Peristeras Shipwreck: From the impressive discovery to the first underwater museum in Greece
It was the summer of 1985 when a professional fisherman from Alonissos, Dimitris Mavrikis, during one of his usual daily dives, found himself face to face with an unexpected miracle. Somewhere there on the western rocky coast of the uninhabited island of Peristera, in the area of Kalamaki, at a depth of about 30 meters, he saw, for the first time, the treasures that hid what later proved to be one of the most important shipwrecks of the classical times.
It was a commercial cargo ship, which was carrying more than 3000 amphorae full of wine, coming from Mendi, which was an ancient city of Halikidiki, and Perparithos, as Skopelos was called in ancient times. The sinking of the ship was placed, after careful archaeological research, between 425 and 415 BC.
When the archaeologists of the Ephorate of Marine Antiquities of the Ministry of Culture rushed to the spot, they were left, literally, with their mouths open! They had in front of them the largest Athenian commercial ship of the classical period, a strong proof of the naval superpower of Athens at that time, but also thousands of amphorae, scattered in a relatively small sea area which were in very good condition.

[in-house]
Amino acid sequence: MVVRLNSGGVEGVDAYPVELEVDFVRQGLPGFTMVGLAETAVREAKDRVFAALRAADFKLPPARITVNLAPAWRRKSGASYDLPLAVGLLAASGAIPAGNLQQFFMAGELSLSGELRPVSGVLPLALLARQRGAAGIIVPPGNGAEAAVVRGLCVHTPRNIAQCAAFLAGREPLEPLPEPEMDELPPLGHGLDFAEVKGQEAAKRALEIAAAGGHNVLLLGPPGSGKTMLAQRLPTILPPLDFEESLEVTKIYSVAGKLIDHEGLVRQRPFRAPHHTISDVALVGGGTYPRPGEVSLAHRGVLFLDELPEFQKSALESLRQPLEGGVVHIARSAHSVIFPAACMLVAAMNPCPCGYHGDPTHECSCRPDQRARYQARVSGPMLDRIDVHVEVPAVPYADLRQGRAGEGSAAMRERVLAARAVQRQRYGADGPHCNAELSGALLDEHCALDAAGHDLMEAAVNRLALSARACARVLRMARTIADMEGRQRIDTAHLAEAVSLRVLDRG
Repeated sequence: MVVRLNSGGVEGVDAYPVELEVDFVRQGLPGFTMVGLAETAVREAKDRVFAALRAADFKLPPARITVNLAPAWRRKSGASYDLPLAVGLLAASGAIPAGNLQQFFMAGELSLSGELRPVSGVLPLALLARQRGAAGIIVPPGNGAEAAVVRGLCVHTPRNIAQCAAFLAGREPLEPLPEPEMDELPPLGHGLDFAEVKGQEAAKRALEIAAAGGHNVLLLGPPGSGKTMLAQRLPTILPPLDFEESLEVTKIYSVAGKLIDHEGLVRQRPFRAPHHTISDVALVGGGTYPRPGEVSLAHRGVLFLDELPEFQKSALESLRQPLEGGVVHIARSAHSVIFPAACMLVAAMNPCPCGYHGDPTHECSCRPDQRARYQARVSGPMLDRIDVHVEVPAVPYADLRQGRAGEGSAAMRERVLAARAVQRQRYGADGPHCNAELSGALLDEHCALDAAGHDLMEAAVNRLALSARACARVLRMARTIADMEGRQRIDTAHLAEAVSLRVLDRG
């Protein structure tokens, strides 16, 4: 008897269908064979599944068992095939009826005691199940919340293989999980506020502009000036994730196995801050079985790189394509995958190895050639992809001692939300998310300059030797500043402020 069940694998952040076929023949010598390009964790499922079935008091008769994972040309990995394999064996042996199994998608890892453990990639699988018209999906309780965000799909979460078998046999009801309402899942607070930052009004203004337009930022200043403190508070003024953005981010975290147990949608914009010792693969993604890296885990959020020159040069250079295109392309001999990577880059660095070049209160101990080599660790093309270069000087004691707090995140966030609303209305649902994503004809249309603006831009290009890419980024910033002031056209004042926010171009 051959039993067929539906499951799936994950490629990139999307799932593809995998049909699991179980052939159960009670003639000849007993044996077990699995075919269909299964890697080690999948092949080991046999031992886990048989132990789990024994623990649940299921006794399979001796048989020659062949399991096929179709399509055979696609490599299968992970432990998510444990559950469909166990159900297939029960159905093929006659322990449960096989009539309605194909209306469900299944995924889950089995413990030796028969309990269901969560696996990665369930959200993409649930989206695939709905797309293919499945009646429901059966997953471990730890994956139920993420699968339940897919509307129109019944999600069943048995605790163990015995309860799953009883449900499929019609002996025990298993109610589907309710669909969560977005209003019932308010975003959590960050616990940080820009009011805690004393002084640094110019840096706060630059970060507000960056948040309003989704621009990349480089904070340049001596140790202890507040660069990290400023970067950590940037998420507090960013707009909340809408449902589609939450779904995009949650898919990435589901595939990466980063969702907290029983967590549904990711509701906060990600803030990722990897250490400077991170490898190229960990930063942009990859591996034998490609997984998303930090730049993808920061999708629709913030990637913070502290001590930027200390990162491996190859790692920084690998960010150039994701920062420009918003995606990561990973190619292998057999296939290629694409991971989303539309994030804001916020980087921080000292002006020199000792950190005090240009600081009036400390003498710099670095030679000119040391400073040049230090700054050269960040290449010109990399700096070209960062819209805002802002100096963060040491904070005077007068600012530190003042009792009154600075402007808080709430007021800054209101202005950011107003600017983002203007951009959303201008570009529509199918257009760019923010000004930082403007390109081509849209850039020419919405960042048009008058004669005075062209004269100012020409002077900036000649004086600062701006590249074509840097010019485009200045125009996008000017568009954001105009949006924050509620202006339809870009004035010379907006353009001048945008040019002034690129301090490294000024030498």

This exceptional condition of the wreck and the findings was the main reason that led the Ministry of Culture to the decision to turn the area into the first visitable underwater archaeological site in Greece which solemnly opened its gates on August 1, 2020 creating a new, impressive destination alternative tourism.
The operation of the underwater Museum of Alonissos gives visitors the opportunity to witness a unique experience admiring the unique underwater finds against the backdrop of the area’s enchanting seascape. Amateur divers will be able to go to the site alone or accompanied by professional divers. While those who have not been introduced to the art of diving will be able to approach the great archaeological discovery through a virtual tour application offered by the Public Information and Awareness Center that operates in Alonissos.
It is worth noting that you can visit three more shipwrecks in the area of Magnesia. These are the Enalian archaeological site at the Telegrafos cape of Nion Sourpi (a shipwreck from late Roman times). The Enalian archaeological site at Kikynthos Amaliapolis (a Byzantine-era shipwreck). The enalian archaeological site at Cape Glarou Nion / Sourpi (a Byzantine-era shipwreck and other marine antiquities).